The importance of training
Training is extremely important to the future of manufacturing in the United States, yet in many states, it has fallen by the wayside. Training for skilled manufacturing positions has been hit by a perfect storm of budget cuts and the mistaken idea that all young workers should go to college. What training exists has a near-exclusive focus on non-manufacturing skills. Well-paid manufacturing jobs requiring manual skills are out there, and as the skilled workforce ages, it is becoming more and more difficult to fill critical positions with trained employees.
At Connecticut Spring & Stamping (CSS), the situation had become so desperate that to meet its capacity and continue to grow, the company has had to replace formerly state-funded training with its own programs, tailored to the skill sets required for tool and die makers and various spring coiler setup operations.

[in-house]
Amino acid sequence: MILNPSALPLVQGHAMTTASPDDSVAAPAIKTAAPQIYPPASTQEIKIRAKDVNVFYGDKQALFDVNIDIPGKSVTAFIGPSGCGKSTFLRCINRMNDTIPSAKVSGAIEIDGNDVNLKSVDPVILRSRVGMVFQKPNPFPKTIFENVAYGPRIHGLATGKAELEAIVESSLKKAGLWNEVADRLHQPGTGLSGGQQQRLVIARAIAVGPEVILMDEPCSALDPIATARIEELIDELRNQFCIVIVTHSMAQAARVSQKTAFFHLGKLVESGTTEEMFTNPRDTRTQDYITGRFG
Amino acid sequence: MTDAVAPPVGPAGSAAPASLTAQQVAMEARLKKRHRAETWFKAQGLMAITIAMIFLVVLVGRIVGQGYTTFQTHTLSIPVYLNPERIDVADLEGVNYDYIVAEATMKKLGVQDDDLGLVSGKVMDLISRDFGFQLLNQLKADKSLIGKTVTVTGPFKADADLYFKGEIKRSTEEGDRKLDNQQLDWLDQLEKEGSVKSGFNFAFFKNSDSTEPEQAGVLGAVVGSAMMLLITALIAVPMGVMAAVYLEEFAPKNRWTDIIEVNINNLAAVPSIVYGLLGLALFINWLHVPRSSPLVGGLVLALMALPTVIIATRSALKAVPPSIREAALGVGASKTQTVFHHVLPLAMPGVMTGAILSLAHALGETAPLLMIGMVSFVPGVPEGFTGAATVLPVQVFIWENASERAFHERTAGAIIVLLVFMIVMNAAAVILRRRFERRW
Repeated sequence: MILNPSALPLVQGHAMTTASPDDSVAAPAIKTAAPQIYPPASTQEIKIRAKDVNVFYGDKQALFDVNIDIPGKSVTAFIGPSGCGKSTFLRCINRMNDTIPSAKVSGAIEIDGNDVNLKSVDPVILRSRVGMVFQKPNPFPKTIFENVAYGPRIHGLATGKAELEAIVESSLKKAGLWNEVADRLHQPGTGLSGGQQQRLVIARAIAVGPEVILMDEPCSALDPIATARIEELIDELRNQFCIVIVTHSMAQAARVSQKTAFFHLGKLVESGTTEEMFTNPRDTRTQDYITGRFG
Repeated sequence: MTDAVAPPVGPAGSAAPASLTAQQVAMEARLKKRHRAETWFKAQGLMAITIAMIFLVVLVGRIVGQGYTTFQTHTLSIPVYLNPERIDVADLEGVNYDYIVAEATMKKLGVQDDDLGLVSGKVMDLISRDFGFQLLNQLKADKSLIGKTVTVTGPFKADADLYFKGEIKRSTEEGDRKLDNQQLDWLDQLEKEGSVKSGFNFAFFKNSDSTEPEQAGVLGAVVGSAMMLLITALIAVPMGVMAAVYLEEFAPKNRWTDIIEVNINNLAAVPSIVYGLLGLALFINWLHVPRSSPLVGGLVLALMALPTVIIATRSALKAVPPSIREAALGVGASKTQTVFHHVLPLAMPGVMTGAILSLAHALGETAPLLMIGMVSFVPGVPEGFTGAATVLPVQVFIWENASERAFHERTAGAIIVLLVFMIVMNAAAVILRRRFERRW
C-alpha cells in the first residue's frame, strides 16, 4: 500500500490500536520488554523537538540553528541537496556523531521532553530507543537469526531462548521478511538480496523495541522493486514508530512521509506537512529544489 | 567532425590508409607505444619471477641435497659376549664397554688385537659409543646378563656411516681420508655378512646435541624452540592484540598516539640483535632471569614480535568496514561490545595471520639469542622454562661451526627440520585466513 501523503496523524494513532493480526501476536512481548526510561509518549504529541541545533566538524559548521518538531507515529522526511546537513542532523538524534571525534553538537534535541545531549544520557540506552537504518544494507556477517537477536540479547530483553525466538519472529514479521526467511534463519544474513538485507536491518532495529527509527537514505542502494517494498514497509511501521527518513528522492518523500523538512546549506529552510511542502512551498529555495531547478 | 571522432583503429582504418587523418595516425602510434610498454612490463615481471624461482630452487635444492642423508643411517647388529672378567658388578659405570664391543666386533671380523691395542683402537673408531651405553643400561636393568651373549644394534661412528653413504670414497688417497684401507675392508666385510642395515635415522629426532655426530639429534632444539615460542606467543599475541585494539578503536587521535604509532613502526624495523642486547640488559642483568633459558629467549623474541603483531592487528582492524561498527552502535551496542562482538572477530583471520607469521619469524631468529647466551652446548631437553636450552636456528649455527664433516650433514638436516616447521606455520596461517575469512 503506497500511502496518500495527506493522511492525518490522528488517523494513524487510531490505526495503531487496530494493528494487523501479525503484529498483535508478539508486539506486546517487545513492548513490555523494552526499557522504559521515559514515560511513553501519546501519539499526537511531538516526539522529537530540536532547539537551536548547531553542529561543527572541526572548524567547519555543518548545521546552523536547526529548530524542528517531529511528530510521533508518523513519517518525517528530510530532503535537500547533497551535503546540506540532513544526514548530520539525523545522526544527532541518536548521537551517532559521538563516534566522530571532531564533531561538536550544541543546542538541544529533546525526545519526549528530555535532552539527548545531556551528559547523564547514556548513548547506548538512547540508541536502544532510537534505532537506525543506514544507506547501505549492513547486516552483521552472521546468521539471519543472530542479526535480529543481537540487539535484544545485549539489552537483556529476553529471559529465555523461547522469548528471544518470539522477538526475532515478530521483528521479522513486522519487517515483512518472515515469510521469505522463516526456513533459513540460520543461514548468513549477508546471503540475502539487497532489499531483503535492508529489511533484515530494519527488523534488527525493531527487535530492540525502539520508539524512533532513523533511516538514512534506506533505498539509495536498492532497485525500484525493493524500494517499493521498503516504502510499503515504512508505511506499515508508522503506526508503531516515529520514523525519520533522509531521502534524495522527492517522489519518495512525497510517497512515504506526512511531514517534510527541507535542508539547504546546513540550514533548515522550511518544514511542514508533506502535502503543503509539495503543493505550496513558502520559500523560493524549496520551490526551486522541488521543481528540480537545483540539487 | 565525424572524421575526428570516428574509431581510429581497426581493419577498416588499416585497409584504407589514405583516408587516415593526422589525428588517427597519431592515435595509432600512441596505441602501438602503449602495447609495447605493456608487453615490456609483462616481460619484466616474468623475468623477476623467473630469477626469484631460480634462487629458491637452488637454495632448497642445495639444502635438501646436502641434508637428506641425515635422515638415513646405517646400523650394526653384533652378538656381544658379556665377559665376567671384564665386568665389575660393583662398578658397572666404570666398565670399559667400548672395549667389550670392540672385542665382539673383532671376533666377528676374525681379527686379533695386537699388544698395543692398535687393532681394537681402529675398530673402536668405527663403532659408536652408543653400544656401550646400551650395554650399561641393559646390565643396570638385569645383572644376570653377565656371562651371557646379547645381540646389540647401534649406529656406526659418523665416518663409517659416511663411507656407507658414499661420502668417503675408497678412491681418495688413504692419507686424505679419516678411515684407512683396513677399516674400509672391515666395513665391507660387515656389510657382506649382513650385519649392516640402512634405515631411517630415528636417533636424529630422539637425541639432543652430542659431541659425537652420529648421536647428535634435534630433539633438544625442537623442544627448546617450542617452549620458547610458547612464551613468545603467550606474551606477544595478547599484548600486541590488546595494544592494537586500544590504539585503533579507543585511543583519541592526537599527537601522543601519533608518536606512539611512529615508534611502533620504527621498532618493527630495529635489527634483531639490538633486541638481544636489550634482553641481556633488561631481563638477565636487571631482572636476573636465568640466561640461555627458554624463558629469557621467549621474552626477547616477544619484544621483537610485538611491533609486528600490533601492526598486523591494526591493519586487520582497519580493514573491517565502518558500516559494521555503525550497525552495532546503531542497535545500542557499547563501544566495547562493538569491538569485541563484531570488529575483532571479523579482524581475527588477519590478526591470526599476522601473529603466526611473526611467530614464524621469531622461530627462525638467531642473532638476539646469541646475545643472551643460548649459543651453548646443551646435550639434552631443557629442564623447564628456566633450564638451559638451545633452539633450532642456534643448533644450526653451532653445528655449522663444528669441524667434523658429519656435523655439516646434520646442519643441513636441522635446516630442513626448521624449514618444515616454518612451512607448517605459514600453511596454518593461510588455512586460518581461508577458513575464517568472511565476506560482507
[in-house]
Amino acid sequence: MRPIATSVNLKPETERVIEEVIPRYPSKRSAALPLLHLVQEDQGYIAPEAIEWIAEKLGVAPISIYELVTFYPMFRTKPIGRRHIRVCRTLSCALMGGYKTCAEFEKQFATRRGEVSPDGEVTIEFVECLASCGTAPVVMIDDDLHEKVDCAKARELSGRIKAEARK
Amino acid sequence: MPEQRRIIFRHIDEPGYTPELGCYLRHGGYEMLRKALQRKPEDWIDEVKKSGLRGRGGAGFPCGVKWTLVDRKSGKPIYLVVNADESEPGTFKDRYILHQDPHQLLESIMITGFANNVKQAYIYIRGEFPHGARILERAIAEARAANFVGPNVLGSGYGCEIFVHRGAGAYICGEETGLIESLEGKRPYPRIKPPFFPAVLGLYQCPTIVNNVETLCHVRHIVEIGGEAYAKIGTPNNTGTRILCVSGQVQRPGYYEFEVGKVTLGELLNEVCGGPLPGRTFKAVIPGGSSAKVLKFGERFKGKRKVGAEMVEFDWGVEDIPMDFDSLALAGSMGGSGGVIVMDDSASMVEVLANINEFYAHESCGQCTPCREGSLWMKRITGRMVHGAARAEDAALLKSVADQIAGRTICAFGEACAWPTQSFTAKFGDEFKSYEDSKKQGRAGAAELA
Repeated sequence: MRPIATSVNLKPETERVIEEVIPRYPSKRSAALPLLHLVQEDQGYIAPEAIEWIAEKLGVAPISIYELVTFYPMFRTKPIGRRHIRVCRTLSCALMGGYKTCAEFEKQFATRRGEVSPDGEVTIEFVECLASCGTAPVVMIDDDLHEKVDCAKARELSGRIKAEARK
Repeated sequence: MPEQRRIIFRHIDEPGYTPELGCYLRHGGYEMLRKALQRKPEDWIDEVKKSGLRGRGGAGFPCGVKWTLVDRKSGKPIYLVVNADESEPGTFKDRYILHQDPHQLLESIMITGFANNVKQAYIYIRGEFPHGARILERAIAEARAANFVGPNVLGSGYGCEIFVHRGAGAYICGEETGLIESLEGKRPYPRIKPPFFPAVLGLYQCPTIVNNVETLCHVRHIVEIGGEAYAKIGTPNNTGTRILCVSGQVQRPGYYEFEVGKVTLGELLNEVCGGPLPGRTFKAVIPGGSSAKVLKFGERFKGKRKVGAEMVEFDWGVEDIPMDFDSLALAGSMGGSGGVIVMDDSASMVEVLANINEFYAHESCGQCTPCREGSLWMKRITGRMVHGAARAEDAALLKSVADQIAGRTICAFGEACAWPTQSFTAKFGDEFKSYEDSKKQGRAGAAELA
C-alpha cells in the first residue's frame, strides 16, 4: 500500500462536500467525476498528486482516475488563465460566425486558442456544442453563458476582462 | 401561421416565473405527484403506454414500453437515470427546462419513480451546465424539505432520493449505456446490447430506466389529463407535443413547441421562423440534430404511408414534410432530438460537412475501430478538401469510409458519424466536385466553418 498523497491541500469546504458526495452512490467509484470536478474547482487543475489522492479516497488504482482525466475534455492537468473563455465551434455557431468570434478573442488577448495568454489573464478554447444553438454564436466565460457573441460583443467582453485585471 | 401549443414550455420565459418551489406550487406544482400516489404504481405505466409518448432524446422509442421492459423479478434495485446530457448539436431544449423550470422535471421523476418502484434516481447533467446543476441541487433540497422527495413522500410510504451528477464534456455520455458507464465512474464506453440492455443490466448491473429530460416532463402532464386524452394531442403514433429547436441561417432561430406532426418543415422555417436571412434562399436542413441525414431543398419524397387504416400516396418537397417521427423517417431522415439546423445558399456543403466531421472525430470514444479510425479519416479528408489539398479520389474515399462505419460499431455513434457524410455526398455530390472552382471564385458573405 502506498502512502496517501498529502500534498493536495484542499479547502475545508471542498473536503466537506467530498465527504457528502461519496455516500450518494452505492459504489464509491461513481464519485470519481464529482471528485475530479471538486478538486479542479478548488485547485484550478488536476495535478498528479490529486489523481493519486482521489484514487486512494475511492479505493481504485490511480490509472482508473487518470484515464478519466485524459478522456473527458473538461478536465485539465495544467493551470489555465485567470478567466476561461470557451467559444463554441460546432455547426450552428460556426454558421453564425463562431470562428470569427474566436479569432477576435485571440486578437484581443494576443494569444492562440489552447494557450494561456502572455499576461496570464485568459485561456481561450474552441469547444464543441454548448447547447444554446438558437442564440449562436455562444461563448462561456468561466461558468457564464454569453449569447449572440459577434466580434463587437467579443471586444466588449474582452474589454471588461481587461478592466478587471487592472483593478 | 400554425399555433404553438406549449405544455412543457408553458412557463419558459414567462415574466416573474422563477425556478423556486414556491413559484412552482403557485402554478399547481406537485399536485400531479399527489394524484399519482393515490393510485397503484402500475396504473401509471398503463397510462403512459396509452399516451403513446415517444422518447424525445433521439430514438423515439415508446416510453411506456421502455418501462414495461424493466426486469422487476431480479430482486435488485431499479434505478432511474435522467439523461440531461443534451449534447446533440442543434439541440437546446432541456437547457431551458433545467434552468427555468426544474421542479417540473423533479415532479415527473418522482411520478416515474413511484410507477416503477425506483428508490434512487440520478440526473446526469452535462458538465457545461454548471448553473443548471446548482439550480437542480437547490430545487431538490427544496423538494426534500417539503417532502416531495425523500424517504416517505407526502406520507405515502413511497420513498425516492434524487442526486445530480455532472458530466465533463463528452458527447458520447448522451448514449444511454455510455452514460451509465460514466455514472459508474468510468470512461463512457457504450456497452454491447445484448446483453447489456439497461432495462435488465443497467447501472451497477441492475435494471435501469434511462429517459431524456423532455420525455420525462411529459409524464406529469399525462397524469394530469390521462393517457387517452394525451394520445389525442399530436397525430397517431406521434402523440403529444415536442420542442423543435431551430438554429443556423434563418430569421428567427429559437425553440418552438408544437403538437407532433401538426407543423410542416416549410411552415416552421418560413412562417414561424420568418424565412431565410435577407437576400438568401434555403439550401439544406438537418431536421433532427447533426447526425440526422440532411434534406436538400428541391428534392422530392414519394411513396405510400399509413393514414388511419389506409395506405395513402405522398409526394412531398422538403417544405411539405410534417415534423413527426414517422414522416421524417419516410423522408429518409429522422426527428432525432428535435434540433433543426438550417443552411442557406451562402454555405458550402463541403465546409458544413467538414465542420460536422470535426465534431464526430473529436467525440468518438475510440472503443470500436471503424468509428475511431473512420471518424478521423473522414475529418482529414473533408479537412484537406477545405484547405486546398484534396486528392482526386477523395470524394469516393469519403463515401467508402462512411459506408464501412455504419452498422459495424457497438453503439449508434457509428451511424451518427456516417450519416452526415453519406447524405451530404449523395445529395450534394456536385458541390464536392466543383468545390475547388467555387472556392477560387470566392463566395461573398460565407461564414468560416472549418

While a successful in-house program definitely has rewards and helps CSS attract and retain skilled employees, the company still maintains that states should go back to providing these educational services, so companies can focus on what they do best — hiring and manufacturing.
Rapid growth fuels hiring
“As the manufacturing companies and jobs migrated to the South or overseas, the state began losing interest, and stopped funding these programs,” says Steve Dicke, vice president of sales and marketing at CSS. “We would run an ad for a spring set up person, and would rarely get any applicants with the proper training.”
Dicke explains that he found many likely candidates were pursuing computer programming training. Although the manufacturing jobs at his shop do require computer literacy to program machines, they also require an additional set of manual skills — the ability to maneuver the parts and machines.
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